By Nefeli Kanellou,
Men and women have always been, and still are, portrayed differently by the media. Even if this is the norm, it is rarely detected, let alone be deemed as problematic. Is patriarchy so embedded in our society and every day life that we cannot even see it when it is on the headlines of the news?
Well, I hate being the one to break it to you but, yes. And patriarchal beliefs are expressed by both men and women in the media.
We first started to pay attention to it when the #metoo movement made its appearance. News presenters, columnists, interviewers and interviewees were asking all the wrong questions. “Why now?” “Does she do it for the fame?” “Is she lying?” “Why didn’t she quit?”
The same line of questions is applied whenever an incident of sexual harassment or abuse made the news. “Why was she walking alone?” “What was she doing out so late at night?” “Why was she dressed like that?”
But sadly, we are so used to victim blaming by the media that every time it happens, no one bats an eye. And the cases of sexual assault are the most well-known examples, the most detectable ones when it comes to the problematic image of women in the media.
The ones that we do not detect are in the every day news. But let me give you some examples. A woman was murdered and the news headlines read “Gorgeous 20-year-old woman was murdered in her house”, “The whole country is shocked after the death of the beautiful 20-year-old mother”. A female tennis player made it to the semi-final of Roland Garros, many headlines read “Look whom she is in a relationship with” “Her boyfriend was there to support her”. Another woman was attacked with acid and the headlines were “The beautiful woman will never look the same”, “Look how the beautiful woman was before the acid”, “One year after the attack the por beautiful woman is still traumatized”.
The same thing happens with women in places of power or when academia is involved. Most of the times when a female politician makes a public appearance the media are more preoccupied by what she is wearing rather that what she is saying.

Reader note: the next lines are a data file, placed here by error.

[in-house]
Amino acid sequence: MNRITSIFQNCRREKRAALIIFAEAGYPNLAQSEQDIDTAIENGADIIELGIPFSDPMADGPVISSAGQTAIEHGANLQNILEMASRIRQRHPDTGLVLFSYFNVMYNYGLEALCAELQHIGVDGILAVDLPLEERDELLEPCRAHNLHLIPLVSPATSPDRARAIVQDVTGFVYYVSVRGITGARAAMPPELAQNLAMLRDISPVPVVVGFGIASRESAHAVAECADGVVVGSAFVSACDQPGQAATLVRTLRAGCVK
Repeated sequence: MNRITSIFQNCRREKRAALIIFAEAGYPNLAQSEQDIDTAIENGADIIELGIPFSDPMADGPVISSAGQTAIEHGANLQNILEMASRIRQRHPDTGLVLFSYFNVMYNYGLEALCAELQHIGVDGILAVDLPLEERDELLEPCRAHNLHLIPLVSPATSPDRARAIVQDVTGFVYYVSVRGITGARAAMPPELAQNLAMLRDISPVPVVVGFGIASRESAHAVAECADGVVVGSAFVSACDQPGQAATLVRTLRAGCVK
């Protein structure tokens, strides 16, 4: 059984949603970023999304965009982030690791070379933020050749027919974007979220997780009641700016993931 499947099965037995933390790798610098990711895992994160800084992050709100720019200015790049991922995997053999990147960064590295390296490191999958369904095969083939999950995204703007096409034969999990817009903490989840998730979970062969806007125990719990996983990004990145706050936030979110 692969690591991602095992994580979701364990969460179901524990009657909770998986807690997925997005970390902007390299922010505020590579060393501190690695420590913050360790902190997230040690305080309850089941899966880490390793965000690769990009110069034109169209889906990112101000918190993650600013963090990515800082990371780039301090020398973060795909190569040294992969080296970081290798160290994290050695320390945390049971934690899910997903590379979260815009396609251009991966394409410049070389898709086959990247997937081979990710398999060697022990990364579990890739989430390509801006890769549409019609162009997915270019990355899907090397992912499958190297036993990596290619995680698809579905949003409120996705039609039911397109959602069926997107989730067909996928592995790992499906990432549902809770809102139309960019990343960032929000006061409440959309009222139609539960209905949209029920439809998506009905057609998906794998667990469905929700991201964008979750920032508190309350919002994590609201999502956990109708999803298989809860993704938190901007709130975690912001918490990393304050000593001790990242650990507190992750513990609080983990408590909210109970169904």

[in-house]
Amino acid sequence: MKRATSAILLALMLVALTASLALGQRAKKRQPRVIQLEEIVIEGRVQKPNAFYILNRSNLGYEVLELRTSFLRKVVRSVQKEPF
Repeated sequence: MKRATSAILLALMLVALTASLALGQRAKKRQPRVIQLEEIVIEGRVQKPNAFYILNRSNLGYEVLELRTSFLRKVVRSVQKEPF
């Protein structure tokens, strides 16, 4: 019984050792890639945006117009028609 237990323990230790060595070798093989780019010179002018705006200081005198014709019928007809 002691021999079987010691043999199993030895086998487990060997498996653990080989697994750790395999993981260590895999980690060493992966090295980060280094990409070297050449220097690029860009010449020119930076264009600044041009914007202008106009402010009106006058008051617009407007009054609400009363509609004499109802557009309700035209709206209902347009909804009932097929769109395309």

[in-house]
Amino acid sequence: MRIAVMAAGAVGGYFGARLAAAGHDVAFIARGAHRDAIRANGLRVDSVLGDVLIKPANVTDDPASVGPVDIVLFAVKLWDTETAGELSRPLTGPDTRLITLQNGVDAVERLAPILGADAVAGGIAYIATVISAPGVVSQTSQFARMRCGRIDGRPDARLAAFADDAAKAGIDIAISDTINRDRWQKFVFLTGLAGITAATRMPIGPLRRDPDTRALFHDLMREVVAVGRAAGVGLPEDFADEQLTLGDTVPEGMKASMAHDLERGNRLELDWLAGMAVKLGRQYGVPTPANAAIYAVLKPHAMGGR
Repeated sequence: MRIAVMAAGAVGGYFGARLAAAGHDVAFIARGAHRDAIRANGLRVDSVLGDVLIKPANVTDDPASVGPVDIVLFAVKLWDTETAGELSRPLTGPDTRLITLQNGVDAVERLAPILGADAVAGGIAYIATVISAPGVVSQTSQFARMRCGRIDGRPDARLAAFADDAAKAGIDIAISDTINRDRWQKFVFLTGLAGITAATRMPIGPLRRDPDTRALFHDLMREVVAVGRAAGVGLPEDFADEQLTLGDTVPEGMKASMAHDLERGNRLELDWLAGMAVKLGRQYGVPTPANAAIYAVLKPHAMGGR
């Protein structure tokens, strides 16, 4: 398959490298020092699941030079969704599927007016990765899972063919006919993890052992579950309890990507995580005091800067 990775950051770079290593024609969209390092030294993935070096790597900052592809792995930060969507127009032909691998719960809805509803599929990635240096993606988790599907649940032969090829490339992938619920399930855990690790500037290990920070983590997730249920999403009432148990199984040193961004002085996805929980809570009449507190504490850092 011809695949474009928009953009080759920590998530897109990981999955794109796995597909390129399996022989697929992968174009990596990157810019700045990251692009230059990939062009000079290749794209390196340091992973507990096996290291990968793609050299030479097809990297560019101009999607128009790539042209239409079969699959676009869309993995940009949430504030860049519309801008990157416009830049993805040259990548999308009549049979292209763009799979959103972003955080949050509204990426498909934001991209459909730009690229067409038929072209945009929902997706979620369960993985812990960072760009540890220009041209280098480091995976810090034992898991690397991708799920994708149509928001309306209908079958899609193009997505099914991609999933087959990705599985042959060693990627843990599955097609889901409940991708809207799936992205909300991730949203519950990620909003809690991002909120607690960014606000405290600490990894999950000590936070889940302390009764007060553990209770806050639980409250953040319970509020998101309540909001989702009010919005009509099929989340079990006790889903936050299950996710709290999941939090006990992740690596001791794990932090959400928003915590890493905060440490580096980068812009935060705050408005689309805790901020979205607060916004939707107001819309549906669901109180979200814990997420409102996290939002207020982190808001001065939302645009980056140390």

But the one news headline that shook me the most was about a Nobel prize about two years ago. A couple, husband and wife, of professors won a Nobel prize in economics. The headline was: “(Name of man scientist) and wife win Nobel prize”. The name of the woman was not even mentioned. And she had just won a Nobel prize. Shall I go on?
Media, in all of their forms, shapes and sizes, play a crucial role in how the society perceives certain people. Women are repeatedly degraded in the media and characterized only as girlfriends, wives, mothers, beautiful, stunning, well-dressed. When the media only care about a woman’s appearance, their marital status and whether they are mothers or not, that is how society is going to see them and subsequently judge them if they don’t meet the criteria.
And yes, many times the same adjectives will be used for men, but never on their own. A man for the media will always be a “successful businessman”, “handsome entrepreneur”, “CEO and father of three”. Their career is what defines them. If they are not married, they will be deemed as “eligible bachelors” whereas if a woman is not married, she is characterized as “poor” or as a “careerist” and always under a negative light.
Women need to be portrayed as human beings. They should not be defined by the man that they have, or don’t have, by their side. They should not be criticized if they chose to pursue a career instead of having a family. They should be able to do whatever a man does and not be persecuted about it, such as walking alone in the night.
And sadly, this form of stereotypes is rooted so deep in our society that we do not even detect it when they appear. And it does not only apply for women, but for every minority that is treated poorly, only because they do not conform with the standards of the society. Only when we apply the same standards for each individual will our society be freed from misconceptions and opinions that belong in the past. Labels are important, but it is more important to know when to not use them in order to criticize people for the wrong things.
- BBC, Representation of gender, Available here
- Forbes, How Media Portrayal Affects Women, And What Geena Davis Is Doing About It, Available here
- Arab News, Why the way women are portrayed by the media matters, Available here